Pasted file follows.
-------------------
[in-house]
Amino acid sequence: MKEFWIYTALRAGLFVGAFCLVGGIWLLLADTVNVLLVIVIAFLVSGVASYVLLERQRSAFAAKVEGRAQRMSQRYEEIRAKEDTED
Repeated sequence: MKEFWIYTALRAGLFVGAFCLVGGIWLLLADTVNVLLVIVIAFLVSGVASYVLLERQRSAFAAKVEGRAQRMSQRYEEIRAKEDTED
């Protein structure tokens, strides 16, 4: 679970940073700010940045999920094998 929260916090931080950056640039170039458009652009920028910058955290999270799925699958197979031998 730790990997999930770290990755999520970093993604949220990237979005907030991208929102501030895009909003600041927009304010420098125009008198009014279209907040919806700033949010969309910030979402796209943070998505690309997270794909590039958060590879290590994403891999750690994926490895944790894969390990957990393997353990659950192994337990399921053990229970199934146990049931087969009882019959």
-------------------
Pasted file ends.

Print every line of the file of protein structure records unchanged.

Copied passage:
[in-house]
Amino acid sequence: MKEFWIYTALRAGLFVGAFCLVGGIWLLLADTVNVLLVIVIAFLVSGVASYVLLERQRSAFAAKVEGRAQRMSQRYEEIRAKEDTED
Repeated sequence: MKEFWIYTALRAGLFVGAFCLVGGIWLLLADTVNVLLVIVIAFLVSGVASYVLLERQRSAFAAKVEGRAQRMSQRYEEIRAKEDTED
């Protein structure tokens, strides 16, 4: 679970940073700010940045999920094998 929260916090931080950056640039170039458009652009920028910058955290999270799925699958197979031998 730790990997999930770290990755999520970093993604949220990237979005907030991208929102501030895009909003600041927009304010420098125009008198009014279209907040919806700033949010969309910030979402796209943070998505690309997270794909590039958060590879290590994403891999750690994926490895944790894969390990957990393997353990659950192994337990399921053990229970199934146990049931087969009882019959």